* –in-container - Set it to true to explicitly indicate that DockerSlim is running in a container (if it’s not set DockerSlim will try to analyze the environment where it’s running to determine if it’s containerized)
To get more command line option information run docker-slim without any parameters or select one of the top level commands to get the command-speciﬁc information.
To disable the version checks set the global –check-version ﬂag to false (e.g., –check-version=false) or you can use the DSLIM_CHECK_VERSION environment variable.
* –http-probe - enables HTTP probing (ENABLED by default; you have to disable the probe if you don’t need it by setting the ﬂag to false)
* –http-probe-cmd - additional HTTP probe command [zero or more]
* –http-probe-retry-count - number of retries for each HTTP probe (default: 5)
* –http-probe-retry-wait - number of seconds to wait before retrying HTTP probe (doubles when target is not ready; default: 8)
* –http-probe-ports - explicit list of ports to probe (in the order you want them to be probed; excluded ports are not probed!)
* –http-probe-full - do full HTTP probe for all selected ports (if false, ﬁnish after ﬁrst successful scan; default: false)
* –show-clogs - show container logs (from the container used to perform dynamic inspection)
* –show-blogs - show build logs (when the miniﬁed container is built)
* –remove-ﬁle-artifacts - remove ﬁle artifacts when command is done (note: you’ll loose autogenerated Seccomp and Apparmor proﬁles unless you copy them with the copy-meta-artifacts ﬂag or if you archive the state)
* –tag - use a custom tag for the generated image (instead of the default: )
* –mount - mount volume analyzing image (the mount parameter format is identical to the -v mount command in Docker) [zero or more]
* –include-path - Include directory or ﬁle from image [zero or more]
* –include-bin value - Include binary from image (executable or shared object using its absolute path)
* –include-exe value - Include executable from image (by executable name)
* –env - override ENV analyzing image [zero or more]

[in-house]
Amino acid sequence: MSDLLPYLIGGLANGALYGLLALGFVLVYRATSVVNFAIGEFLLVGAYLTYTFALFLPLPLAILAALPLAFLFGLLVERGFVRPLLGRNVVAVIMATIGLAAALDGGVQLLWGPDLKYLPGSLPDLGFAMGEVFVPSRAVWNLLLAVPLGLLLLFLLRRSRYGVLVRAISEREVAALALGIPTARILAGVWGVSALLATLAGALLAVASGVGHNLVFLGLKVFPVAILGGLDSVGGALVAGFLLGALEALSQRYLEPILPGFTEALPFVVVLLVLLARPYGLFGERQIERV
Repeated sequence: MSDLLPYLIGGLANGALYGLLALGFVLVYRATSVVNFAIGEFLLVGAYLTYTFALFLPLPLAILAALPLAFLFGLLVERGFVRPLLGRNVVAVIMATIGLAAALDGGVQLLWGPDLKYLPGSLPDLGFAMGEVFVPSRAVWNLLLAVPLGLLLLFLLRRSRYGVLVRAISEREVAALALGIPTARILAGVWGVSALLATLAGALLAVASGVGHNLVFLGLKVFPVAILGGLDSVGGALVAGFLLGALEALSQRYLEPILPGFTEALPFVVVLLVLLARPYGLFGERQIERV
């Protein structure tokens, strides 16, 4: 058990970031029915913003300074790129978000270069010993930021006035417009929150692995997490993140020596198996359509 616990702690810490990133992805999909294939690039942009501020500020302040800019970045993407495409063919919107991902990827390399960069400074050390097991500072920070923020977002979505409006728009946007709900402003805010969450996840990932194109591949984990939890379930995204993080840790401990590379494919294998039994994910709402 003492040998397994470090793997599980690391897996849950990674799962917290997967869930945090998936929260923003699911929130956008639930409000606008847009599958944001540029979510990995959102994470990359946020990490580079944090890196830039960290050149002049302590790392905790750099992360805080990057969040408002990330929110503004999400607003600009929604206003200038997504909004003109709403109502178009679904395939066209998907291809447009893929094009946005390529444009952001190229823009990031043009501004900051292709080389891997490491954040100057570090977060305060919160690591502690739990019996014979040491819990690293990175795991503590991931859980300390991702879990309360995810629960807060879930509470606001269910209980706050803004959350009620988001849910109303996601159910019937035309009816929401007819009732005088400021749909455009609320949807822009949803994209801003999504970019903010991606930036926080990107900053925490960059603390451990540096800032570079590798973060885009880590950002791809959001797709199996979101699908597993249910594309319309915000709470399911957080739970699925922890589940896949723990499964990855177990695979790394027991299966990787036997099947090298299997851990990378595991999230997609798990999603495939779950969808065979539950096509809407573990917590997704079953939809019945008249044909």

* –expose - use additional EXPOSE instructions analyzing image [zero or more]
* –link - add link to another container analyzing image [zero or more]
* –etc-hosts-map - add a host to IP mapping to /etc/hosts analyzing image [zero or more]
* –container-dns - add a dns server analyzing image [zero or more]
* –container-dns-search - add a dns search domain for unqualiﬁed hostnames analyzing image [zero or more]
* –from-dockerﬁle - The source Dockerﬁle name to build the fat image before it’s miniﬁed.
* –use-local-mounts - Mount local paths for target container artifact input and output (off, by default).
* –use-sensor-volume - Sensor volume name to use (set it to your Docker volume name if you manage your own docker-slim sensor volume).
* –keep-tmp-artifacts - Keep temporary artifacts when command is done (off, by default).
The –include-path option is useful if you want to customize your miniﬁed image adding extra ﬁles and directories. The –include-path-ﬁle option allows you to load multiple includes from a newline delimited ﬁle. Use this option if you have a lot of includes. The includes from –include-path and –include-path-ﬁle are combined together. Future versions will also include the –exclude-path option to have even more control.
The –continue-after option is useful if you need to script docker-slim. If you pick the probe option then docker-slim will continue executing the build command after the HTTP probe is done executing. If you pick the timeout option docker-slim will allow the target container to run for 60 seconds before it will attempt to collect the artifacts. You can specify a custom timeout value by passing a number of seconds you need instead of the timeout string. If you pick the signal option you’ll need to send a USR1 signal to the docker-slim process.